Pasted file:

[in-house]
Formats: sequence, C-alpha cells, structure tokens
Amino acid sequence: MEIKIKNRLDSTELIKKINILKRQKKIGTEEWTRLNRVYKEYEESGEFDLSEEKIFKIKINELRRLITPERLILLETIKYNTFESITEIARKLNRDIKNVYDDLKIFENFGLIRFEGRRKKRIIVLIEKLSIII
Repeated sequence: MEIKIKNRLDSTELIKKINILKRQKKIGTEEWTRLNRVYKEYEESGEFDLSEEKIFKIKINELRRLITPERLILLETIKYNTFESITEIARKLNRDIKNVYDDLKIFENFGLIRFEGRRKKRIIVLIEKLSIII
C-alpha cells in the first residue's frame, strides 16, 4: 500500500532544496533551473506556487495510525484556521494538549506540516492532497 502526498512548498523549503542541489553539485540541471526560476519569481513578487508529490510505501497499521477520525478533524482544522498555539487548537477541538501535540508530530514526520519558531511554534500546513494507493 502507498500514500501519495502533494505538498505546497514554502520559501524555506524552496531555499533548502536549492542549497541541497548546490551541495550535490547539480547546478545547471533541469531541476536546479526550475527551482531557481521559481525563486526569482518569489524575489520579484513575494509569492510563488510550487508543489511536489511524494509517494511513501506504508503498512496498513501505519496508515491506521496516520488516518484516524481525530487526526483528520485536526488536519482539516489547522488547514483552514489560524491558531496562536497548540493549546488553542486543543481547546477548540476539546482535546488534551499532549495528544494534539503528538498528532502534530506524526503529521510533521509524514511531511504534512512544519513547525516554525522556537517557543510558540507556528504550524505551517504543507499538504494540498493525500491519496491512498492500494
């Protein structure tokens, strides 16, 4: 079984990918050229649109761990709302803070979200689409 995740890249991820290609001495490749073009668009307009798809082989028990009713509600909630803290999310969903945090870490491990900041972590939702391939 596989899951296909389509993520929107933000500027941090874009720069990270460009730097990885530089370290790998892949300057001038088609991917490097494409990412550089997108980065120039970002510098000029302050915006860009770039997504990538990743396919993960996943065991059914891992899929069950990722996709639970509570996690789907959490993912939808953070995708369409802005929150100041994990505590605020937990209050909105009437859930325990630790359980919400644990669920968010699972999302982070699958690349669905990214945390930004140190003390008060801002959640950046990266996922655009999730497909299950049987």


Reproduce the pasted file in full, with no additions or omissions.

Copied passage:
[in-house]
Formats: sequence, C-alpha cells, structure tokens
Amino acid sequence: MEIKIKNRLDSTELIKKINILKRQKKIGTEEWTRLNRVYKEYEESGEFDLSEEKIFKIKINELRRLITPERLILLETIKYNTFESITEIARKLNRDIKNVYDDLKIFENFGLIRFEGRRKKRIIVLIEKLSIII
Repeated sequence: MEIKIKNRLDSTELIKKINILKRQKKIGTEEWTRLNRVYKEYEESGEFDLSEEKIFKIKINELRRLITPERLILLETIKYNTFESITEIARKLNRDIKNVYDDLKIFENFGLIRFEGRRKKRIIVLIEKLSIII
C-alpha cells in the first residue's frame, strides 16, 4: 500500500532544496533551473506556487495510525484556521494538549506540516492532497 502526498512548498523549503542541489553539485540541471526560476519569481513578487508529490510505501497499521477520525478533524482544522498555539487548537477541538501535540508530530514526520519558531511554534500546513494507493 502507498500514500501519495502533494505538498505546497514554502520559501524555506524552496531555499533548502536549492542549497541541497548546490551541495550535490547539480547546478545547471533541469531541476536546479526550475527551482531557481521559481525563486526569482518569489524575489520579484513575494509569492510563488510550487508543489511536489511524494509517494511513501506504508503498512496498513501505519496508515491506521496516520488516518484516524481525530487526526483528520485536526488536519482539516489547522488547514483552514489560524491558531496562536497548540493549546488553542486543543481547546477548540476539546482535546488534551499532549495528544494534539503528538498528532502534530506524526503529521510533521509524514511531511504534512512544519513547525516554525522556537517557543510558540507556528504550524505551517504543507499538504494540498493525500491519496491512498492500494
């Protein structure tokens, strides 16, 4: 079984990918050229649109761990709302803070979200689409 995740890249991820290609001495490749073009668009307009798809082989028990009713509600909630803290999310969903945090870490491990900041972590939702391939 596989899951296909389509993520929107933000500027941090874009720069990270460009730097990885530089370290790998892949300057001038088609991917490097494409990412550089997108980065120039970002510098000029302050915006860009770039997504990538990743396919993960996943065991059914891992899929069950990722996709639970509570996690789907959490993912939808953070995708369409802005929150100041994990505590605020937990209050909105009437859930325990630790359980919400644990669920968010699972999302982070699958690349669905990214945390930004140190003390008060801002959640950046990266996922655009999730497909299950049987």